World Record: Nearly Half of Denmark’s Total Electricity Now Comes from Wind Energy
We all know that we have a bit of an energy problem. Traditional methods of creating power, like fossil fuels, cause vast amounts of air pollution and habitat destruction; however, there are a number of new energy sources under development, and there are a number of nations working on this issue.
Case in point, Denmark is proving itself to be a benchmark for sustainable energy ,as it sets yet another world record. As of 2015, 42.1% of the country’s overall electricity is being drawn from wind energy—a significant leap from its previous record, 39.1%, which Denmark set back in 2014.
Chalking it up to a windier year, the country asserts that this is what ultimately led to the record production of energy produced by their wind turbines.
Notably, the nation currently holds the highest ratio of wind energy production anywhere in the world. This is also not the only record that Denmark has set in this particular field.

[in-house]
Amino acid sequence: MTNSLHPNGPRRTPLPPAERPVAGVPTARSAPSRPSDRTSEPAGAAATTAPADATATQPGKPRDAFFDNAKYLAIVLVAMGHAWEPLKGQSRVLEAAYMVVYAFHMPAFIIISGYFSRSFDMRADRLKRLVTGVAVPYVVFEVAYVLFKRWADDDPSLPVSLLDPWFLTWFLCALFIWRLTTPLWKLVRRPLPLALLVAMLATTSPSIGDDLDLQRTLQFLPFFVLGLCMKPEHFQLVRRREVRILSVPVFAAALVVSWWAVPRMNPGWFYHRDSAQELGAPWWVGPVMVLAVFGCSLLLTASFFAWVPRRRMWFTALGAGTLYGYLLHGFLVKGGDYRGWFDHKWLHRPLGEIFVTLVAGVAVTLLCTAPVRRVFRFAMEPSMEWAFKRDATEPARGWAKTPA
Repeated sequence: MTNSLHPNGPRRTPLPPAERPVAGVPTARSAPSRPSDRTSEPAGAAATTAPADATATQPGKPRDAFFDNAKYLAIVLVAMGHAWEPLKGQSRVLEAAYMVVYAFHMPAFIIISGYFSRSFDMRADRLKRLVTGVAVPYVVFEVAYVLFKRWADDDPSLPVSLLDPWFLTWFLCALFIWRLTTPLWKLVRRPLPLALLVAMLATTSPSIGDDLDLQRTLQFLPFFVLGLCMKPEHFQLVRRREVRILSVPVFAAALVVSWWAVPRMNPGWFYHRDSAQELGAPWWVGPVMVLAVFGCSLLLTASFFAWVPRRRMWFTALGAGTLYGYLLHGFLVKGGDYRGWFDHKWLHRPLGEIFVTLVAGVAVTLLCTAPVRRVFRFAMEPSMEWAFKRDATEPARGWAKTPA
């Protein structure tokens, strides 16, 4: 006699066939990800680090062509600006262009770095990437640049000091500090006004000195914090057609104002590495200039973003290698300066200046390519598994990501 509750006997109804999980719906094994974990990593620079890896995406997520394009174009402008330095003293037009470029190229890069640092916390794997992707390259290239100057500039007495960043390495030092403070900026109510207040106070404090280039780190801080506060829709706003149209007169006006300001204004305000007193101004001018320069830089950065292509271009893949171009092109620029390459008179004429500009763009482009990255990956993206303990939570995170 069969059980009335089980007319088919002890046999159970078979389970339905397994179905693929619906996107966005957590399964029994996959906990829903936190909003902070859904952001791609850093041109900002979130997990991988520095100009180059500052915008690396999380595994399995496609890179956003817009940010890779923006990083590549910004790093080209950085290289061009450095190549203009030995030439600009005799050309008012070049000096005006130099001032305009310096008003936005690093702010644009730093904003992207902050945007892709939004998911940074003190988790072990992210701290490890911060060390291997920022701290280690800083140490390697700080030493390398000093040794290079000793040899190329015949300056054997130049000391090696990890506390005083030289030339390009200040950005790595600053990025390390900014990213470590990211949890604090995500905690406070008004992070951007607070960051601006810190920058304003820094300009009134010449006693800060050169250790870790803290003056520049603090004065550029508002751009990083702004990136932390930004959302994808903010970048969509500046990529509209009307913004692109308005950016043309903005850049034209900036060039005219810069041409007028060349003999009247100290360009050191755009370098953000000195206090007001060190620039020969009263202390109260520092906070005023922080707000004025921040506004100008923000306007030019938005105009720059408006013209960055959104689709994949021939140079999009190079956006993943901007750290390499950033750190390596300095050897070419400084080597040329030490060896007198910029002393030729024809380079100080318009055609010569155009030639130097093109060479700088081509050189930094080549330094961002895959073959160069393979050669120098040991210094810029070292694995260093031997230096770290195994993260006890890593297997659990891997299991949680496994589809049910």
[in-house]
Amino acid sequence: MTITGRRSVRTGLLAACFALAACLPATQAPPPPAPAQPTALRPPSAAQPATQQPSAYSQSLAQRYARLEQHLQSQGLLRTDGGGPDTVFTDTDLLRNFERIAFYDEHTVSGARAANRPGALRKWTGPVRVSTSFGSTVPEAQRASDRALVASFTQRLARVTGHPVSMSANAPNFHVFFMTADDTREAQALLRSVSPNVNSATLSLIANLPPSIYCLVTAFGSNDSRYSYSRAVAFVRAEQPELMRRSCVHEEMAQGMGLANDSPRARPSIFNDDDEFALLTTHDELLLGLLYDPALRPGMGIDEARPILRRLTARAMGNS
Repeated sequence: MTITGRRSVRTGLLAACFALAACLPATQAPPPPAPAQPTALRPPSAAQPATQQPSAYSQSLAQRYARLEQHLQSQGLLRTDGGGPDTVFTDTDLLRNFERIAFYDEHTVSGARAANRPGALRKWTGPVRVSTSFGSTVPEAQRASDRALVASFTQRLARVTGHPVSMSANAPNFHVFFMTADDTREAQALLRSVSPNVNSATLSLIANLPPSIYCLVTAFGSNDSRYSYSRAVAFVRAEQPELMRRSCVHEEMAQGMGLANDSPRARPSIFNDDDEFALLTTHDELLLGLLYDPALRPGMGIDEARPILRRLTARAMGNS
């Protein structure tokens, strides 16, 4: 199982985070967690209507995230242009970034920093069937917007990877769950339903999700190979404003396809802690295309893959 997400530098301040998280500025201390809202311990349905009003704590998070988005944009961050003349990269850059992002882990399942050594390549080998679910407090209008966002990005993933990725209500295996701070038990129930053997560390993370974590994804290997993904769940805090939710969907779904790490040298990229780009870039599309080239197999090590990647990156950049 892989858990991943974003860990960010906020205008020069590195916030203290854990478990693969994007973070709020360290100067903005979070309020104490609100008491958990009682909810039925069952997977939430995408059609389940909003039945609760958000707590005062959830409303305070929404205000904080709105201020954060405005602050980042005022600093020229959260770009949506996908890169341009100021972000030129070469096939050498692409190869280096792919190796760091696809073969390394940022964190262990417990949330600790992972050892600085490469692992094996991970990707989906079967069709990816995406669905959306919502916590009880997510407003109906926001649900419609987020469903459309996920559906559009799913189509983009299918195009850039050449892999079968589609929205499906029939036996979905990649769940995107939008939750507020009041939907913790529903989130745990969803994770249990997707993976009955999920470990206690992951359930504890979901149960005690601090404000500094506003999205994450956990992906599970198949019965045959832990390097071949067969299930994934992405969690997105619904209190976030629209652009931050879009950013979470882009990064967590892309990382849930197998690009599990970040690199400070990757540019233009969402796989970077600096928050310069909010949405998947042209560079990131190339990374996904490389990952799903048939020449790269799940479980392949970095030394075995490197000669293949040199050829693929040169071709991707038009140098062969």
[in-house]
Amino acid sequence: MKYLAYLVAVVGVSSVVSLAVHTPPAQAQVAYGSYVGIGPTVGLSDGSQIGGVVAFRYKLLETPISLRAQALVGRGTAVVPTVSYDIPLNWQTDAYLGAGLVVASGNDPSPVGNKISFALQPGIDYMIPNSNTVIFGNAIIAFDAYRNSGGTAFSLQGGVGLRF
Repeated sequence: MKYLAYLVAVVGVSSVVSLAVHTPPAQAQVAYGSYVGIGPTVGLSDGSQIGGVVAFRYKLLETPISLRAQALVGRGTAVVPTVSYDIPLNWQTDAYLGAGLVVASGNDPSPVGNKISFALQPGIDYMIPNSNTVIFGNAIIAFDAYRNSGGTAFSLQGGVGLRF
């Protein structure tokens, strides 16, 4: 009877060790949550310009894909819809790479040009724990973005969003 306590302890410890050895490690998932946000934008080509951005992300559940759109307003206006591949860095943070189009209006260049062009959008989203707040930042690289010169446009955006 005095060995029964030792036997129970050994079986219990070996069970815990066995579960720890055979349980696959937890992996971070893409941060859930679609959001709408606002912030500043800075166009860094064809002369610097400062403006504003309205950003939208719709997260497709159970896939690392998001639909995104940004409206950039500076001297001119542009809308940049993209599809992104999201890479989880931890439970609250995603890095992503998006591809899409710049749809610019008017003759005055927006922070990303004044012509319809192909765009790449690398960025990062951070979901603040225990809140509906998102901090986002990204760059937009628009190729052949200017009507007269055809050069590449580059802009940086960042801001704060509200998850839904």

By 2020, the country is hoping to reach 50% of its energy production to from wind, and by 2035, it hopes to reach 85%
Denmark also holds the distinction for having one of the most sustainable energy production methods via wind turbines. In 2005, the country was already using 18% of energy produced by wind, which grew to 22% in 2010. Denmark also sells wind power to neighboring countries, such as Germany, Sweden and Norway; similarly, they purchase solar power, hyrdo power, and nuclear power.
This milestone comes after recent news of other countries making headway into use of renewable energy as well.
Costa Rica, for instance, just made headlines after it was reported that 99% of their electricity now comes from renewable energy; similar to Uruguay, who reached 95% use of clean energy.
Recently, one of the Canary Islands became the first in the world to be powered entirely by wind and water. The feat is quite a notable accomplishment though, full disclosure, the island only has some 10,000 residents to support. Moving to alternative forms of energy will be far more difficult for larger nations, particularly large Western nations that have an economic infrastructure that is based on fossil fuels.
However, this recent news shows that there is reason to hope that such feats will be seen very soon.
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